Why do human beings love fire? Why do we find it hard to look away from even the smallest candleflame? Many anthropologists put it down to simple inheritance: the hominids who became our ancestors were those most susceptible to fire’s charms, for all its peril. Fire gave us cooking and tool-making; it freed us from the tyranny of the sun, allowing people to gather and work after dark; the ability to control it conferred status and thus, a foundation for more elaborate social structures. It was both an everyday tool and a terrible supernatural force to worship and wield against enemies. Small wonder that, thousands of years later, we seek its likeness in artworks of all kinds, from the hellish radiance of Francisco Goya’s El Incendio to the smouldering poltergeists of The Sims.
Artworks like these may explore and even celebrate fire, but they also illuminate our distance from it. As Professor Daniel Fessler of the University of California argues, fascination with flame today isn’t a universal human hallmark, but specific to post-industrial, “developed” regions where actual, open fire is seldom encountered. Fessler notes that children in areas where fire is an ordinary sight are drawn to it at first, but lose interest around the age of seven. Those of us who grow up in more “civilised” places never learn to live with flame, and are thus never able to overcome this infant fixation. For us, fire remains exotic, alien, a thing we fantasise about even as we are encouraged to think of it as a viral invader.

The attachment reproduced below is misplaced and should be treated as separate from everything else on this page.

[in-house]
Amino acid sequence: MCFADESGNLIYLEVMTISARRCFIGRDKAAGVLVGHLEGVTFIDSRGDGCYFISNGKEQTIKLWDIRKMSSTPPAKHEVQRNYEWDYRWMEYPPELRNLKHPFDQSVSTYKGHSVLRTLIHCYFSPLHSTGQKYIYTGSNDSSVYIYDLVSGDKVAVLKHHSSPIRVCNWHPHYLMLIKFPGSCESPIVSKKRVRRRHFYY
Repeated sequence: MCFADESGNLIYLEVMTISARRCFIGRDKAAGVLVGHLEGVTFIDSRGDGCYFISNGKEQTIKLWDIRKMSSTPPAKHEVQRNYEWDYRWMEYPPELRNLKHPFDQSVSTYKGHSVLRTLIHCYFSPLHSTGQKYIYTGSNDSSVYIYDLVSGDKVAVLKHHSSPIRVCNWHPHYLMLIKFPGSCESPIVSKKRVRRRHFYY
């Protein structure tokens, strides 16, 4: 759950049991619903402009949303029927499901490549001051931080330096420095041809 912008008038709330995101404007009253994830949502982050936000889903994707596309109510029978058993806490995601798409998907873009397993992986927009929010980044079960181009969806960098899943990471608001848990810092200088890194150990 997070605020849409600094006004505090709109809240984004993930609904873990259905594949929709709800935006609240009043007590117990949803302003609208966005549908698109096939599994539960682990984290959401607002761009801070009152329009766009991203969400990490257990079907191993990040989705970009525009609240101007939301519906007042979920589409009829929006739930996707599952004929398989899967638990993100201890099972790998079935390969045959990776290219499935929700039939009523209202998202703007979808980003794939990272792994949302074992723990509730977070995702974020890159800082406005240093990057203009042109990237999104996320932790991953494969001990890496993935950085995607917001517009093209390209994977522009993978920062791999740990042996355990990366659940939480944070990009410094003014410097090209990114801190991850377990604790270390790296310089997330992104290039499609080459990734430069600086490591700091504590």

The anthropologist Stephen Pyne links this removal of open flame from daily life to the debasing of fire as a cosmic concept, with severe consequences for our understanding of the role combustion plays in shaping our world. Once upon a time, he writes, European philosophers and natural scientists considered fire a primeval substance, like water and earth – “fundamental to the world and essential to any process of change.” This is the notion of fire advanced in the Promethean universe of From Software’s Dark Souls, where the discovery of flame inaugurates a golden hierarchy of gods and monsters. But in life as in the cindered geography of the Souls games, fire has lost its spark. Put under the microscope, it has undergone a “devolution from a universal cause to a chemical consequence, the mere motion of molecules, the quantum bonding of oxygen”. Open flame, similarly, has been reduced from a source of community to a corrosive nuisance – at best, “a ceremonial relic or badge of primitivism, still bound by the chains of superstition and habit”, at worst “a destroyer of cities, a savager of soil, a befowler of air”.